The Court of Appeal today released its decision in Plester v. Wawanesa Mutual Insurance Company, a lawsuit that involved a disputed claim on a policy of fire insurance. Two of the insureds (a married couple) owned a furniture store and a third insured (father of one of the first two) owned an antique furniture business operating from the same premises. The second business was separately insured, but both polcies were with Wawanesa.
A fire in March, 1997, damaged the store and much of its contents. The two groups of insureds submitted separate claims to Wawanesa. Norman Plester, who operated the antique furniture business, died prior to trial. Wawanesa denied both claims on the basis of arson.
At the January, 2005 trial before Mr. Justice Williams Jenkins and a jury, damages were awarded in favour of Terry and Cecile Plester, in the amount of $1,000,673.83 and in favour of the estate of Norman Plester, in the amount of $131,900. Both awards included punitive damages and the award to Terry and Cecile also included aggravated damages.
Wawanesa appealed on both liability and damages. The Court of Appeal varied the award of aggravated damages but otherwise dismissed the appeal. In doing so, it made several points of interest to practitioners.
Before the litigation had begun, the examiner for Wawanesa asked whether the insureds (Terry and Cecile) would be interested in settling their claim for 50% of the loss. They declined, but at trial, led evidence of the offer. Counsel for the insurer moved for a mistrial. The motion was dismissed, in part, because the Wawanesa examiner had not yet testified. However, that examiner did eventually give evidence. He said that when he discussed settlement, it was always understood that the negotiations were without prejudice. Otherwise, he said, he would never attempt to settle cases. He was not cross-examined on this evidence, nor was any evidence led to contradict him.
The Court of Appeal ruled that the trial judge had not erred in refusing the motion for mistrial, but that once the examiner had testified as he did, Justice Jenkins should have been told to disregard the settlement offer in deciding whether to award punitive damages. However, while the Court of Appeal thought that this had been an error on the part of the trial judge, it did not warrant a new trial.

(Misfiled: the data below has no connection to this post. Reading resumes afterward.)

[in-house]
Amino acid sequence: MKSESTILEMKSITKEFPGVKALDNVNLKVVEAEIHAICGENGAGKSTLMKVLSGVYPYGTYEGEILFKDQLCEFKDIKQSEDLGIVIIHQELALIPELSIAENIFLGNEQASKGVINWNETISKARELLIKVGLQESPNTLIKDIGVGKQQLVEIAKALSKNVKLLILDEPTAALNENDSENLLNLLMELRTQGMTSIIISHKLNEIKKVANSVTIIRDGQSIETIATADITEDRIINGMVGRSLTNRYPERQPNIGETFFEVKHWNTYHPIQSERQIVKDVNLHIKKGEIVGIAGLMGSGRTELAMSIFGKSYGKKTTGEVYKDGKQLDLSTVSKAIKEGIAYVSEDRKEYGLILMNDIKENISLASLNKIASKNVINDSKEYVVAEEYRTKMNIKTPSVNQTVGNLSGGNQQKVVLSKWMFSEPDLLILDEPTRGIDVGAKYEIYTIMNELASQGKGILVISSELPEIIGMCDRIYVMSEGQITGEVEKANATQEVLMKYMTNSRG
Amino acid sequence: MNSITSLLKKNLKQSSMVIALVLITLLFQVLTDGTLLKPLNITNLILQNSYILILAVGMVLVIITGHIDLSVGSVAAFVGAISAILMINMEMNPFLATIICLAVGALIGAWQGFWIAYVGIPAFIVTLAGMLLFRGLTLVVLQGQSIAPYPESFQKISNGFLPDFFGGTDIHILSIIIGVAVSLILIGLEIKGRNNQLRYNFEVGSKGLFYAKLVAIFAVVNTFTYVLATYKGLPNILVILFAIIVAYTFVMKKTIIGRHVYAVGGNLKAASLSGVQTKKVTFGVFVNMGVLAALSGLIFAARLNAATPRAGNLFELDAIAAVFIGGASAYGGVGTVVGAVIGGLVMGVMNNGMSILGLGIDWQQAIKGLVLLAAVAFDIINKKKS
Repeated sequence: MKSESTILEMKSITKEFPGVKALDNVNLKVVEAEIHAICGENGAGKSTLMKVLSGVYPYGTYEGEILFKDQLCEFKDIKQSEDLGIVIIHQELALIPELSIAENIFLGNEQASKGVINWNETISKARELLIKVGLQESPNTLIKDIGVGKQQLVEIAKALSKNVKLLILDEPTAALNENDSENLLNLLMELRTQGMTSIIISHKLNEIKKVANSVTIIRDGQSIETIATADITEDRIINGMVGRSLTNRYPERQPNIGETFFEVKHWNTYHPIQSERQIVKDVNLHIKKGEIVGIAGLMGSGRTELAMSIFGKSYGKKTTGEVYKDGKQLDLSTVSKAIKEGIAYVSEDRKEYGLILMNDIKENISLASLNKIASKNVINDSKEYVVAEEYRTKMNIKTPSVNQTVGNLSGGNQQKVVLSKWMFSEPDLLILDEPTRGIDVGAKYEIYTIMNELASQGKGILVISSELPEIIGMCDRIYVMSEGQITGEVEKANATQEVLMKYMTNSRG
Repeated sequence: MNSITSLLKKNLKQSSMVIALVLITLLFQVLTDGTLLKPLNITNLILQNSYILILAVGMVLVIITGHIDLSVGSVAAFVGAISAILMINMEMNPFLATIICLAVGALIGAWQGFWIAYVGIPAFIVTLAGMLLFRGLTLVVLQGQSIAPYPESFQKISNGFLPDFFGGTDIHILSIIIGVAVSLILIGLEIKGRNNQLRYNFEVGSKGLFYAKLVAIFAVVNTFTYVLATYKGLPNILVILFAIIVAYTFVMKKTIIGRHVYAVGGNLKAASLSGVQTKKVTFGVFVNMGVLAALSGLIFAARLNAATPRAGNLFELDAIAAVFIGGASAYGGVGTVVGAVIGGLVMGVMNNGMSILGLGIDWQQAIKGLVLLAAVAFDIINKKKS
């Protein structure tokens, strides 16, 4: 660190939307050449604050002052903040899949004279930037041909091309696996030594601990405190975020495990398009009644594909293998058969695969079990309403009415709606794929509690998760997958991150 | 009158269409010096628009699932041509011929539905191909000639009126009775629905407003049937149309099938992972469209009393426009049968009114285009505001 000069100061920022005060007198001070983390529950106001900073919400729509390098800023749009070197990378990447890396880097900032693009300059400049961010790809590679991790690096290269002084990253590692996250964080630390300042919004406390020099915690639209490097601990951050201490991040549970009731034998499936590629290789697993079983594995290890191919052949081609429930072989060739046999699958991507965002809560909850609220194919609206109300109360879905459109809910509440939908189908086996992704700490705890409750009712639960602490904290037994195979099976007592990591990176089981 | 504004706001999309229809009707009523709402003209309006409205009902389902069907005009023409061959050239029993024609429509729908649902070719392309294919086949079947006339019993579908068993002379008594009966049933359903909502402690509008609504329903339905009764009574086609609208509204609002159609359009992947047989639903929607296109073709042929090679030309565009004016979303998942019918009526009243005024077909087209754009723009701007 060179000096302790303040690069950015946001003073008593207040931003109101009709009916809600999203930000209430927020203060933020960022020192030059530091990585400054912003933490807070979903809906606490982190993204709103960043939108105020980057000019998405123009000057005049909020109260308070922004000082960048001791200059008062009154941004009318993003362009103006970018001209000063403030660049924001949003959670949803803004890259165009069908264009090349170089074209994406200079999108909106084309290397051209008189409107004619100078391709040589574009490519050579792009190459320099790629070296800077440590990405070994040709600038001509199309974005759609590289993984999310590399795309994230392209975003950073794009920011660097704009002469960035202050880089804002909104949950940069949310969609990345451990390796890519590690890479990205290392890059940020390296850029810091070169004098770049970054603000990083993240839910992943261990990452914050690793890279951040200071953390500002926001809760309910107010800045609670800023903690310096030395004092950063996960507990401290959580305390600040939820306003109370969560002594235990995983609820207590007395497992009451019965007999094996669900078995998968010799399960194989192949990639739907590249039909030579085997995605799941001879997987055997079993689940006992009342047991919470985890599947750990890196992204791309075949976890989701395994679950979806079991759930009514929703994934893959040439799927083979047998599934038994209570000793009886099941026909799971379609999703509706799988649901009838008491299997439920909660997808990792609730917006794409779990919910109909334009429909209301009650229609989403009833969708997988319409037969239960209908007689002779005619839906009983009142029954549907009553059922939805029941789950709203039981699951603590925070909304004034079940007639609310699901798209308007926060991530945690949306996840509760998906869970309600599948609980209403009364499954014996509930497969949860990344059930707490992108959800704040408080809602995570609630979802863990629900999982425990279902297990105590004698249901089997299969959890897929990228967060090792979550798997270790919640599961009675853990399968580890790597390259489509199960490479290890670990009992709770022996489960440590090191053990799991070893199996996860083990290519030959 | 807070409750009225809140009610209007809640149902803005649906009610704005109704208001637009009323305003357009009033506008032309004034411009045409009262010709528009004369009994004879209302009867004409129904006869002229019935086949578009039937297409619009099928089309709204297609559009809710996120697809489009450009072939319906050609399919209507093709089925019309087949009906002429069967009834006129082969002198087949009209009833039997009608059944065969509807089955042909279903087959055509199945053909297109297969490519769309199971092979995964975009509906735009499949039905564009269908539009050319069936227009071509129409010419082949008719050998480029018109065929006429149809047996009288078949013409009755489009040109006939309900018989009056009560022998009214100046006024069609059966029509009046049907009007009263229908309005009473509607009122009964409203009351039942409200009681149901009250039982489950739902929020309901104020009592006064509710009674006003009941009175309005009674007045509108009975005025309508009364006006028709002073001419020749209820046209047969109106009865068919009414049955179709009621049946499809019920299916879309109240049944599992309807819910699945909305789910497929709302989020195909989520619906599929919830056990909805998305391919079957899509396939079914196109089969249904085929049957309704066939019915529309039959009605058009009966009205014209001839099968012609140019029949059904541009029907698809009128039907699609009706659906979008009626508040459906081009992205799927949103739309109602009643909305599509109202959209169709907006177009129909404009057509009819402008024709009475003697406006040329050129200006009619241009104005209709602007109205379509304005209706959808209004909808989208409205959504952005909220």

This is worrisome. The end result was that the Wawanesa examiner made a settlement offer, there was oncontradicted evidence that the offer had been made without prejudice, the jury was permitted to hear about the offer at trial (improperly, said the Court), yet no consequences flowed from that improper disclosure. It would not be surprising if this result made insurance claims people think twice before making such offers in future.
Evidence of insureds’ good character
One ground of appeal was that the trial judge had permitted the insureds to call evidence of their good character. The Court of Appeal rejected this ground: “Once the appellant alleged arson against the Plesters, it was permissible for them to respond with the kind of evidence that would be available to them in a criminal court.”
This is interesting because in criminal cases, when an accused puts his character in issue, the Crown is generally permitted to call rebuttal evidence, to show the bad character of the accused. Thus, following the logic of the Court of Appeal’s ruling on this point, an insurer facing evidence of the insured’s good character should be entitled to call evidence of that person’s bad character.